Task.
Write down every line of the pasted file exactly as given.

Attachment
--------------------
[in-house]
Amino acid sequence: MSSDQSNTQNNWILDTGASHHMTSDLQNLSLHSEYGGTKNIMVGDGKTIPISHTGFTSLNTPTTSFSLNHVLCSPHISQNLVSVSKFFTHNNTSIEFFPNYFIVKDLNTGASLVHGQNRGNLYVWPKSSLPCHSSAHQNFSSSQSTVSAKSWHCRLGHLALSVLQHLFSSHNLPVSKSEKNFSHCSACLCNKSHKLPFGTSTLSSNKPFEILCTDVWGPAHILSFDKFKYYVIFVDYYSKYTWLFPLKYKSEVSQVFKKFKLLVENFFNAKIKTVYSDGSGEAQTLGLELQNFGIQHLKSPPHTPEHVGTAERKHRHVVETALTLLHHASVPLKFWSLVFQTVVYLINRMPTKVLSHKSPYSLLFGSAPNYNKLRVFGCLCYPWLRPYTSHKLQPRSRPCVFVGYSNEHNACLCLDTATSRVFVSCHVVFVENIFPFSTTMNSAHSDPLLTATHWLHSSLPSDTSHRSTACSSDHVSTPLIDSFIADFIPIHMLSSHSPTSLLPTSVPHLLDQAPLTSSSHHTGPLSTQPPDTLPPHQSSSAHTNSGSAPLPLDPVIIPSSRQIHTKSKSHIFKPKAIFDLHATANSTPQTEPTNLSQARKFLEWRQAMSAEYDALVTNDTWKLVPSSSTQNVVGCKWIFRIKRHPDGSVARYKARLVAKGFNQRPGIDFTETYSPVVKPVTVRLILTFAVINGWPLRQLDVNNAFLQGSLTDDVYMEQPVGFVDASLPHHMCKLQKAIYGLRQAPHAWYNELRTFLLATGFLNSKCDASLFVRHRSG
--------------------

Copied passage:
[in-house]
Amino acid sequence: MSSDQSNTQNNWILDTGASHHMTSDLQNLSLHSEYGGTKNIMVGDGKTIPISHTGFTSLNTPTTSFSLNHVLCSPHISQNLVSVSKFFTHNNTSIEFFPNYFIVKDLNTGASLVHGQNRGNLYVWPKSSLPCHSSAHQNFSSSQSTVSAKSWHCRLGHLALSVLQHLFSSHNLPVSKSEKNFSHCSACLCNKSHKLPFGTSTLSSNKPFEILCTDVWGPAHILSFDKFKYYVIFVDYYSKYTWLFPLKYKSEVSQVFKKFKLLVENFFNAKIKTVYSDGSGEAQTLGLELQNFGIQHLKSPPHTPEHVGTAERKHRHVVETALTLLHHASVPLKFWSLVFQTVVYLINRMPTKVLSHKSPYSLLFGSAPNYNKLRVFGCLCYPWLRPYTSHKLQPRSRPCVFVGYSNEHNACLCLDTATSRVFVSCHVVFVENIFPFSTTMNSAHSDPLLTATHWLHSSLPSDTSHRSTACSSDHVSTPLIDSFIADFIPIHMLSSHSPTSLLPTSVPHLLDQAPLTSSSHHTGPLSTQPPDTLPPHQSSSAHTNSGSAPLPLDPVIIPSSRQIHTKSKSHIFKPKAIFDLHATANSTPQTEPTNLSQARKFLEWRQAMSAEYDALVTNDTWKLVPSSSTQNVVGCKWIFRIKRHPDGSVARYKARLVAKGFNQRPGIDFTETYSPVVKPVTVRLILTFAVINGWPLRQLDVNNAFLQGSLTDDVYMEQPVGFVDASLPHHMCKLQKAIYGLRQAPHAWYNELRTFLLATGFLNSKCDASLFVRHRSG